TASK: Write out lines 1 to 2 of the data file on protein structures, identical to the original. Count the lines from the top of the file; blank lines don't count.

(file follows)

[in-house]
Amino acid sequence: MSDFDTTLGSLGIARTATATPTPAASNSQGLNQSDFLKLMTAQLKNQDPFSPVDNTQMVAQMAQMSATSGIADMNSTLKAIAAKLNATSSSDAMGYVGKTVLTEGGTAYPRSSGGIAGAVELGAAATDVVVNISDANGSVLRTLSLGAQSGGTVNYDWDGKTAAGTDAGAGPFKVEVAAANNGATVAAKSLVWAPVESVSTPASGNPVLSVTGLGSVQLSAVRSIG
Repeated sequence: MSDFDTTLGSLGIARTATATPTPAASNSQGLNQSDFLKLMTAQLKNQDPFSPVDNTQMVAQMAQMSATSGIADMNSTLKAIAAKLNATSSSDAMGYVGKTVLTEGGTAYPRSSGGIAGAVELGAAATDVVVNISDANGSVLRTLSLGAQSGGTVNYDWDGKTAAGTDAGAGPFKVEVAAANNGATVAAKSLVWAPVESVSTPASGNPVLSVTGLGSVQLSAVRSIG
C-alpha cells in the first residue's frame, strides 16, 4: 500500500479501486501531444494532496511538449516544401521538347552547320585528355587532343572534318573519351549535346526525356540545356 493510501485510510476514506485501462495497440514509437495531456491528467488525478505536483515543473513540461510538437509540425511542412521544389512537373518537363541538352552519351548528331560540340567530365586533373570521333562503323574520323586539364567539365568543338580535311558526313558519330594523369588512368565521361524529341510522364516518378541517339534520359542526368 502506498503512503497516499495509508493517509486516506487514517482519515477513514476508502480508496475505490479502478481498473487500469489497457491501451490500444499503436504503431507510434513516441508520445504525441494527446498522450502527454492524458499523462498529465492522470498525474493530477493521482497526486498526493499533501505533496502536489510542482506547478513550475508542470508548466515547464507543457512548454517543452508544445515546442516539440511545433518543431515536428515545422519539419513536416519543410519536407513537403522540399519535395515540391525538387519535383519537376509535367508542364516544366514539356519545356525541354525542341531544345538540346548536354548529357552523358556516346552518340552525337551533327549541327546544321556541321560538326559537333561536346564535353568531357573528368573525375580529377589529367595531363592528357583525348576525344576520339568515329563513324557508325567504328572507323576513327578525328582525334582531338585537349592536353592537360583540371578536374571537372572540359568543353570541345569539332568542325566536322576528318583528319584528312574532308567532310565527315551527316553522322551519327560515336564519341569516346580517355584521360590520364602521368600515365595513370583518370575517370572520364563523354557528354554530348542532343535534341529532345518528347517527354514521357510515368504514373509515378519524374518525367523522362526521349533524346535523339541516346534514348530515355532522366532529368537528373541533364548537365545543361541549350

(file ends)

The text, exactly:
[in-house]
Amino acid sequence: MSDFDTTLGSLGIARTATATPTPAASNSQGLNQSDFLKLMTAQLKNQDPFSPVDNTQMVAQMAQMSATSGIADMNSTLKAIAAKLNATSSSDAMGYVGKTVLTEGGTAYPRSSGGIAGAVELGAAATDVVVNISDANGSVLRTLSLGAQSGGTVNYDWDGKTAAGTDAGAGPFKVEVAAANNGATVAAKSLVWAPVESVSTPASGNPVLSVTGLGSVQLSAVRSIG